I never imagined that at 25, I’d be stuck with the same bad habit I developed at 13.
Self-harm can take many forms, but commonly manifests as purposely cutting, burning, scratching, and/or hitting oneself. While I have made significant progress in so many other aspects of my life, I still have not managed to completely give up harming myself when in distress.
It started when I was about thirteen. I was being bullied in school, and spent my lunch periods in the middle school library reading psychology books in an attempt to figure out what was “wrong” with me. I was tired all the time, things I used to love like choir rehearsal and Star Trek no longer interested me, and I began to obsess about everything I perceived as being wrong with my body. I figured it was nothing, that I was being dramatic, and that I’d snap out of whatever melancholia was ailing me.
Instead, I was diagnosed with depression and anxiety and prescribed psychotropic medication to remedy the problem. It was a very long road to the correct combination of medication and an even longer one to the correct diagnosis (which is still debatable). When my self-hatred manifested as anorexia, I eventually overcame that. I did a lot of trauma work to get to a point where the symptoms of PTSD don’t interfere with my daily life. I am compliant with my medication and am largely free of hallucinations and delusions. So why can’t I stop self-harming?
I’ve been going to the beach a lot lately. I like to go there and walk until I find a secluded area where I can dance, sing, and talk to myself. When I was a bit more attuned to my Higher Power, I used to wake up early and go there to pray. Now, though, I simply walk along the edge of the waves until I feel calm. “What would someone who cares about herself do?” the ocean asks me.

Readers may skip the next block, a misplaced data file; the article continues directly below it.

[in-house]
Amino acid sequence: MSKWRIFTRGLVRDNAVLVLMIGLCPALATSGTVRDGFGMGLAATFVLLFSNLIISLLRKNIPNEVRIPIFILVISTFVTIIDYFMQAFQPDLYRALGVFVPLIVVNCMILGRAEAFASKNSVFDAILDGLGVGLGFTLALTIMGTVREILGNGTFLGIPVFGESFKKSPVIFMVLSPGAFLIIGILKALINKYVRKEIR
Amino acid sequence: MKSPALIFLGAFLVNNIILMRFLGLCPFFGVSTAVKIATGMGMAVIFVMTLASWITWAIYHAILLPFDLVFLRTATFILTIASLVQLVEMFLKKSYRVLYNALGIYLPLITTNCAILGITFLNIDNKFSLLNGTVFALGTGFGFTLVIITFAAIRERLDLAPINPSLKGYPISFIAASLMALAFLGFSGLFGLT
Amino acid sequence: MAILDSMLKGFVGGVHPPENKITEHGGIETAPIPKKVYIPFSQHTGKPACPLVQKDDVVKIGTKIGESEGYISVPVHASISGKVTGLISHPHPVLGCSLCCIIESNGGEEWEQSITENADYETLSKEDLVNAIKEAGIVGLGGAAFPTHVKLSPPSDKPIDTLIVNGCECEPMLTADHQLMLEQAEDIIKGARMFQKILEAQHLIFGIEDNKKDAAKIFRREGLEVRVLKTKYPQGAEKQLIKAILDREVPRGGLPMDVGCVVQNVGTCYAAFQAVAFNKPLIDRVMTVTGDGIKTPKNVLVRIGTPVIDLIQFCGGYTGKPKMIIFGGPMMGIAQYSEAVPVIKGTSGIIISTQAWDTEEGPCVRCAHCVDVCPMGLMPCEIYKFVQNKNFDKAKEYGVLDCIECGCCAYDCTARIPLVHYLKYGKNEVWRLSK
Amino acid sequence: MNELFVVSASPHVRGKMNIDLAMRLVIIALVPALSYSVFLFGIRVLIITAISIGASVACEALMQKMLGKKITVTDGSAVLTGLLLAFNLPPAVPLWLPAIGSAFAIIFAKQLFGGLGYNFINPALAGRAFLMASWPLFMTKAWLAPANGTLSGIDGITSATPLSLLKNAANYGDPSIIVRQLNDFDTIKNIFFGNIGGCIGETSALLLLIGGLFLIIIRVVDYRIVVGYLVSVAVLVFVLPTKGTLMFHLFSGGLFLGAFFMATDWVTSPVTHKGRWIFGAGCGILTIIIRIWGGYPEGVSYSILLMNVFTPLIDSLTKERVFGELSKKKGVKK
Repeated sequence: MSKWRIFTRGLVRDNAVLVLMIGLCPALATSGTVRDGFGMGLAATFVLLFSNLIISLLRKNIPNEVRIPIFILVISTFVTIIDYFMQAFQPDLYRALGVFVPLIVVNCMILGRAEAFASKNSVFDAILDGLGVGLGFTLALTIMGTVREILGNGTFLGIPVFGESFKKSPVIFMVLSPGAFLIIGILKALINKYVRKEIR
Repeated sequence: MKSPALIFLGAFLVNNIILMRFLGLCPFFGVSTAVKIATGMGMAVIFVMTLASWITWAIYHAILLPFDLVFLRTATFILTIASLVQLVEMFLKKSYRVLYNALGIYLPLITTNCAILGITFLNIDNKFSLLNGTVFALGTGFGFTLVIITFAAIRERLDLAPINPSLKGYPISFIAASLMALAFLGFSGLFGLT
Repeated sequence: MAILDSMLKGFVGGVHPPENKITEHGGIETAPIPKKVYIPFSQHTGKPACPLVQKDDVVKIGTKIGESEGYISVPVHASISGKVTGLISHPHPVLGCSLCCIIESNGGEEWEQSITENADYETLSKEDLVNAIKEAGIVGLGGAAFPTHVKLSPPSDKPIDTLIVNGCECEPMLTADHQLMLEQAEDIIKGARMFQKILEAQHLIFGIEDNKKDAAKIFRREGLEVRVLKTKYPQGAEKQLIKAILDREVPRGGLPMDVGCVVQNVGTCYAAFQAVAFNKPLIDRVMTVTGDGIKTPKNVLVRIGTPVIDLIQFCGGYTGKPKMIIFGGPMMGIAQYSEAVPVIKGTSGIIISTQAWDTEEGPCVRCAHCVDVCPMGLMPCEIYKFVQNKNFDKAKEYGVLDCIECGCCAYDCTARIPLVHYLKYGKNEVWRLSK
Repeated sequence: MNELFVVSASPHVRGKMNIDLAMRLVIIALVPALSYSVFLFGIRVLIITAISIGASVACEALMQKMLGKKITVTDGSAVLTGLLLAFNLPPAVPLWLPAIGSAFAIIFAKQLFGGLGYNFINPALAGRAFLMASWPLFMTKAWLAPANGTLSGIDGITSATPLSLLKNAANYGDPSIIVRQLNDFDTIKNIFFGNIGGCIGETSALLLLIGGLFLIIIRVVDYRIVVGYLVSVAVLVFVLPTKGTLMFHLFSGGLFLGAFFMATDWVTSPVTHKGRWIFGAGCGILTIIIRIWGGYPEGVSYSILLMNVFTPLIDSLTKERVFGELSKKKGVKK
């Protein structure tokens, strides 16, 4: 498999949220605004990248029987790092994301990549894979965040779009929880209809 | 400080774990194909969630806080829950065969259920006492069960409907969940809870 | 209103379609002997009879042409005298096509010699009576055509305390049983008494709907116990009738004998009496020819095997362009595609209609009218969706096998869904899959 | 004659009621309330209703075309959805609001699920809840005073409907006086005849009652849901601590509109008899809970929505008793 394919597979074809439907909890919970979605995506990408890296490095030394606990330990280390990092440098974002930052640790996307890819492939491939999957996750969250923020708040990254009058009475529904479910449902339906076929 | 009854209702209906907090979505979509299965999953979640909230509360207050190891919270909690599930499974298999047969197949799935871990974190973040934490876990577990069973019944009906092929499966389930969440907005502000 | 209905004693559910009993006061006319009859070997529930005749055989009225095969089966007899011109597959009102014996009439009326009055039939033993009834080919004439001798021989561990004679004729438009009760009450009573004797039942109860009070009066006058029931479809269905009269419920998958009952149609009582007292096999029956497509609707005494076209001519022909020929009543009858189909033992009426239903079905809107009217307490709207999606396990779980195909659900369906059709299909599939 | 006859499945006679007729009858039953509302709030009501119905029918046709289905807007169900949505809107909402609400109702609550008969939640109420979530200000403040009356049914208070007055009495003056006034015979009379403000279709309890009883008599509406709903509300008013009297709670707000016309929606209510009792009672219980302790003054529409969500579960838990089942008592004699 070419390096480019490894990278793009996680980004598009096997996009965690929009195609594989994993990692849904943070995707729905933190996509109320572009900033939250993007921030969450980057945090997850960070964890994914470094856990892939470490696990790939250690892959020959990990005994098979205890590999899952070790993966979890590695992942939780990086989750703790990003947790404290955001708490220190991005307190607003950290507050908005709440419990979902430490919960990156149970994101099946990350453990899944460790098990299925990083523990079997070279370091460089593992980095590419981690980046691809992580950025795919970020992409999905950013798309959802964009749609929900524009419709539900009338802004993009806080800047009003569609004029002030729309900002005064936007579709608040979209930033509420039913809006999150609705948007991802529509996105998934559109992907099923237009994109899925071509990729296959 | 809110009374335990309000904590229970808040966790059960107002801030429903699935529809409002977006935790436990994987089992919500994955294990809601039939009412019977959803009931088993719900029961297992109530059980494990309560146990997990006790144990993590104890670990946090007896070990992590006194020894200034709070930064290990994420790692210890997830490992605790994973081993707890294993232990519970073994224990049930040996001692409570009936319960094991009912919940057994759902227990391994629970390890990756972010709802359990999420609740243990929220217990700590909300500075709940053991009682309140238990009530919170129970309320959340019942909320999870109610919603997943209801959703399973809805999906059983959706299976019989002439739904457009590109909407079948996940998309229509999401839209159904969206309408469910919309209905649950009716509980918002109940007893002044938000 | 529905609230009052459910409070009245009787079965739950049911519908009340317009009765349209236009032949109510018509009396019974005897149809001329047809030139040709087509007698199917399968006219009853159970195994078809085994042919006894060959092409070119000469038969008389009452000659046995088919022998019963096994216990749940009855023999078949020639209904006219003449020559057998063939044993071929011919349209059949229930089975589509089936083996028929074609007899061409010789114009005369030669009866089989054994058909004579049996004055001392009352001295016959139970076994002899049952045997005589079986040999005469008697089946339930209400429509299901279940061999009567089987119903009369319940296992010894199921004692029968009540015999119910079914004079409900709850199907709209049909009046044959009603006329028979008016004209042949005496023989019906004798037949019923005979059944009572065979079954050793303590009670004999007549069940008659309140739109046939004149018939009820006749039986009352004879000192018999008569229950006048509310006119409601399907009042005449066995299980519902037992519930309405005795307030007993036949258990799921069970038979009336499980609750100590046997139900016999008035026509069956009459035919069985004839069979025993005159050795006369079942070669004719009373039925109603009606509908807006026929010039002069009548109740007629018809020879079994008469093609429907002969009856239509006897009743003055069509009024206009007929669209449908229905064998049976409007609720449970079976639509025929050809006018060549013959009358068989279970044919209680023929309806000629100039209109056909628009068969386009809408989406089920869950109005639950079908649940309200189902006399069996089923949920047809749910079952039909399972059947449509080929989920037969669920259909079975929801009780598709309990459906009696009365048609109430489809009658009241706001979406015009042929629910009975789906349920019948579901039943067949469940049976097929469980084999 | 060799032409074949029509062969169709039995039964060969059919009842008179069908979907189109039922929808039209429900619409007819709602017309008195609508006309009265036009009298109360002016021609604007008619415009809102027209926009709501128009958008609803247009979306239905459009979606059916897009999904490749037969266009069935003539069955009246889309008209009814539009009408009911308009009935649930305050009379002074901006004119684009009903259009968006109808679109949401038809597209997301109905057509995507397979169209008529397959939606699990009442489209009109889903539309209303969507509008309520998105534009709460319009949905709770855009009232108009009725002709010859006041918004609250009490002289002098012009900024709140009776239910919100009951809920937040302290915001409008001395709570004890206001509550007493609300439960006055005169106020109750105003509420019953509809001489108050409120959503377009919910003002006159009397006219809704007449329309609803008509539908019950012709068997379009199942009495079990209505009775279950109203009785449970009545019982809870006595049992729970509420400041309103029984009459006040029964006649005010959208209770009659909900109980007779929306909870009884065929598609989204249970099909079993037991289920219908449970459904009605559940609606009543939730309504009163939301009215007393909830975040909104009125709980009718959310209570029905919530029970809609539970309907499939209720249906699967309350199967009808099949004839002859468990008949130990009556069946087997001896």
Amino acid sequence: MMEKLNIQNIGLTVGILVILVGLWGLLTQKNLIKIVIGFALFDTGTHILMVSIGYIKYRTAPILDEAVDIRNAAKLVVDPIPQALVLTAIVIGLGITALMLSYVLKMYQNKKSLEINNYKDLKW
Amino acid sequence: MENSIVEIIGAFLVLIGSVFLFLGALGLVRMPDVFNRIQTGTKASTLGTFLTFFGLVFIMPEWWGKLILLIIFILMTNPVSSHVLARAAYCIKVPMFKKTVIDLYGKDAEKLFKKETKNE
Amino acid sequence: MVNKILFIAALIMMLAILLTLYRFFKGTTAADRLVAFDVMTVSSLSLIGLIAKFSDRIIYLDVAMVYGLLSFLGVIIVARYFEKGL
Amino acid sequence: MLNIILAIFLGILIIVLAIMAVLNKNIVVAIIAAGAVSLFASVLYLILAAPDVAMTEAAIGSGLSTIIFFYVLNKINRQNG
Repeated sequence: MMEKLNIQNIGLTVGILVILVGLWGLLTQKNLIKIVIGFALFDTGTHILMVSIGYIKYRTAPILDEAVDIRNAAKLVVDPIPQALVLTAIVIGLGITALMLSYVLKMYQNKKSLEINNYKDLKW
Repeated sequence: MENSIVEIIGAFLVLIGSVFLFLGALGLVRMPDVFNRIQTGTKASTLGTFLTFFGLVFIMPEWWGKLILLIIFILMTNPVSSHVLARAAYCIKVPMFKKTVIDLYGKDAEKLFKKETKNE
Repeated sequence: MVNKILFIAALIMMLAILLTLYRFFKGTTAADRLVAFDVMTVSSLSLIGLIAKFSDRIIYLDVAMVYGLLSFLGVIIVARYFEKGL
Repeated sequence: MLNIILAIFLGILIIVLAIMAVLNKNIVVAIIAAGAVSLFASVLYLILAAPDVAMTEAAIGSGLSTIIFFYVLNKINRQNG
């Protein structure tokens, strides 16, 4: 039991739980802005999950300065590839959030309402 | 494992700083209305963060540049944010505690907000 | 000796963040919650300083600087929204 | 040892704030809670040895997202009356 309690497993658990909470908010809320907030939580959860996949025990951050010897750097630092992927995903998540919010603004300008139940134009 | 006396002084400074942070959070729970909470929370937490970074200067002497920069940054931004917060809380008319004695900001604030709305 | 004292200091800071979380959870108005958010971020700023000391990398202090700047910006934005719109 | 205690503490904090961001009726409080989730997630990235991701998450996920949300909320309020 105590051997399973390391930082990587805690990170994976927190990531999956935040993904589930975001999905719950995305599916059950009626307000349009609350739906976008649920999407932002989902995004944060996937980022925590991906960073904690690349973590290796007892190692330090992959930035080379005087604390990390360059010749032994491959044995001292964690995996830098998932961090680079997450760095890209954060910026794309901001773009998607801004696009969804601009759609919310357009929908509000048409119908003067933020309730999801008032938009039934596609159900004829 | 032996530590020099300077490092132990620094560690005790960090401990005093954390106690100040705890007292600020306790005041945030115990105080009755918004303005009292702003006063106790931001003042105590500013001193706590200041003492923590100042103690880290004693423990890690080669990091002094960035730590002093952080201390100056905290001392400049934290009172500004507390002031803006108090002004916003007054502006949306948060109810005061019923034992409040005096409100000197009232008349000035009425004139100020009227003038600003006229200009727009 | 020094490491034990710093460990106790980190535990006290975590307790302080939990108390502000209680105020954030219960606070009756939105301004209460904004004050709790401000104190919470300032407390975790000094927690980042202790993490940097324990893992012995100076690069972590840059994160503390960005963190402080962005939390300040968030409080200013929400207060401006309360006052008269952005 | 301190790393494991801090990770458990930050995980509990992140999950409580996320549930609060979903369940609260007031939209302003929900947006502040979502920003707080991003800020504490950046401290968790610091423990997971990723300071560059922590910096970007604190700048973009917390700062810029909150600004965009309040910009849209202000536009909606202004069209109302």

If I had to pick a place where I feel the safest, it would be the beach. This week, my therapist asked me to come up with a mental “safe place,” that I can go to in my mind when I am distressed. I slacked off on the assignment because the danger is in my head. The danger is that impulsive, self-destructive imp in my mind that tells me I have to harm myself in order to quiet the noise in my head. Wherever I go, there I am. My therapist pointed out that the danger for most people is in their heads as well, but that the safe place is also mental.
“But the beach is cliche!” I argued.
My therapist pointed out that this is not English class and there are no penalties for not being original. She asked me to name specific things I like about the beach. I decided I like it because there’s not a lot of stimulation, it’s usually pretty quiet, the waves of the ocean are predictable, and the sand has a pleasant texture. In her office, I secretly decided that this was a stupid exercise and that I would never, ever conjure up images of the beach in my mind no matter how stressed I get because…